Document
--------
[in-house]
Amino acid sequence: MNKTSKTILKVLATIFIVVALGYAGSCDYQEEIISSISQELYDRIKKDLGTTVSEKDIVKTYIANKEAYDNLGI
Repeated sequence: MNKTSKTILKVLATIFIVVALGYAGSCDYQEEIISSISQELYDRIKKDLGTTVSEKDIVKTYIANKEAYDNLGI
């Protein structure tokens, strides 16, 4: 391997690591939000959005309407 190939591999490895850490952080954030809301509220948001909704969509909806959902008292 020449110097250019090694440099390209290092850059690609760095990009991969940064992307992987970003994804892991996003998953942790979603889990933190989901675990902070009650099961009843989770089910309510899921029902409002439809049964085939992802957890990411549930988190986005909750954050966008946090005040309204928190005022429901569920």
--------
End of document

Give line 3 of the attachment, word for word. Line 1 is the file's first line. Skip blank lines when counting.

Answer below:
Repeated sequence: MNKTSKTILKVLATIFIVVALGYAGSCDYQEEIISSISQELYDRIKKDLGTTVSEKDIVKTYIANKEAYDNLGI